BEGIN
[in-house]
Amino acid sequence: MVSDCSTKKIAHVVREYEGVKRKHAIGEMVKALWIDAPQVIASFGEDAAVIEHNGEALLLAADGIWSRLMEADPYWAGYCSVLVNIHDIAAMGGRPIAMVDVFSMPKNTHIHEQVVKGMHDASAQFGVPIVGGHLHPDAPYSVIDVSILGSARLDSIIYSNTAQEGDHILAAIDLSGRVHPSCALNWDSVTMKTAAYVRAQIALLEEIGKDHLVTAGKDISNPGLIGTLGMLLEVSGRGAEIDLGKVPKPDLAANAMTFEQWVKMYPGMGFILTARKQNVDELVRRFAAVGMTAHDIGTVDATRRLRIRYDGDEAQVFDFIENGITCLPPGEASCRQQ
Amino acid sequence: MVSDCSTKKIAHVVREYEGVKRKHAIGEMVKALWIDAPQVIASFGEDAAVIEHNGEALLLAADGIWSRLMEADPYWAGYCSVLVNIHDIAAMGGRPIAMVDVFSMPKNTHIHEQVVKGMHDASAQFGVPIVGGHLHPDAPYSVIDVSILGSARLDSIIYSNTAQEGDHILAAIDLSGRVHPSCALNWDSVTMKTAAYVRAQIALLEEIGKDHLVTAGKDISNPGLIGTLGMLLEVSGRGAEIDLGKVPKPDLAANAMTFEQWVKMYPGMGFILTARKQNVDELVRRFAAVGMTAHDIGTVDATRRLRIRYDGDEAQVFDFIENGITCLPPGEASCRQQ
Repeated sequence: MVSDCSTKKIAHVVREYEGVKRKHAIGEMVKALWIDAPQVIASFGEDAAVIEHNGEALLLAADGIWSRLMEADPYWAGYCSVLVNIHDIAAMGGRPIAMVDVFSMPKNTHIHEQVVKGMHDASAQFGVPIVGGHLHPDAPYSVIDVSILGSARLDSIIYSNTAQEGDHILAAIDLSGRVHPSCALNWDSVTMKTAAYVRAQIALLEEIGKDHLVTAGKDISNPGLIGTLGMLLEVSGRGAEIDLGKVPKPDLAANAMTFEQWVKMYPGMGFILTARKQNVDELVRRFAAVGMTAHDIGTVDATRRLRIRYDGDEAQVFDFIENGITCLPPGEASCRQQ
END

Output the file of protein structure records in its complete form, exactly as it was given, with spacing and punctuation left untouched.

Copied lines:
[in-house]
Amino acid sequence: MVSDCSTKKIAHVVREYEGVKRKHAIGEMVKALWIDAPQVIASFGEDAAVIEHNGEALLLAADGIWSRLMEADPYWAGYCSVLVNIHDIAAMGGRPIAMVDVFSMPKNTHIHEQVVKGMHDASAQFGVPIVGGHLHPDAPYSVIDVSILGSARLDSIIYSNTAQEGDHILAAIDLSGRVHPSCALNWDSVTMKTAAYVRAQIALLEEIGKDHLVTAGKDISNPGLIGTLGMLLEVSGRGAEIDLGKVPKPDLAANAMTFEQWVKMYPGMGFILTARKQNVDELVRRFAAVGMTAHDIGTVDATRRLRIRYDGDEAQVFDFIENGITCLPPGEASCRQQ
Amino acid sequence: MVSDCSTKKIAHVVREYEGVKRKHAIGEMVKALWIDAPQVIASFGEDAAVIEHNGEALLLAADGIWSRLMEADPYWAGYCSVLVNIHDIAAMGGRPIAMVDVFSMPKNTHIHEQVVKGMHDASAQFGVPIVGGHLHPDAPYSVIDVSILGSARLDSIIYSNTAQEGDHILAAIDLSGRVHPSCALNWDSVTMKTAAYVRAQIALLEEIGKDHLVTAGKDISNPGLIGTLGMLLEVSGRGAEIDLGKVPKPDLAANAMTFEQWVKMYPGMGFILTARKQNVDELVRRFAAVGMTAHDIGTVDATRRLRIRYDGDEAQVFDFIENGITCLPPGEASCRQQ
Repeated sequence: MVSDCSTKKIAHVVREYEGVKRKHAIGEMVKALWIDAPQVIASFGEDAAVIEHNGEALLLAADGIWSRLMEADPYWAGYCSVLVNIHDIAAMGGRPIAMVDVFSMPKNTHIHEQVVKGMHDASAQFGVPIVGGHLHPDAPYSVIDVSILGSARLDSIIYSNTAQEGDHILAAIDLSGRVHPSCALNWDSVTMKTAAYVRAQIALLEEIGKDHLVTAGKDISNPGLIGTLGMLLEVSGRGAEIDLGKVPKPDLAANAMTFEQWVKMYPGMGFILTARKQNVDELVRRFAAVGMTAHDIGTVDATRRLRIRYDGDEAQVFDFIENGITCLPPGEASCRQQ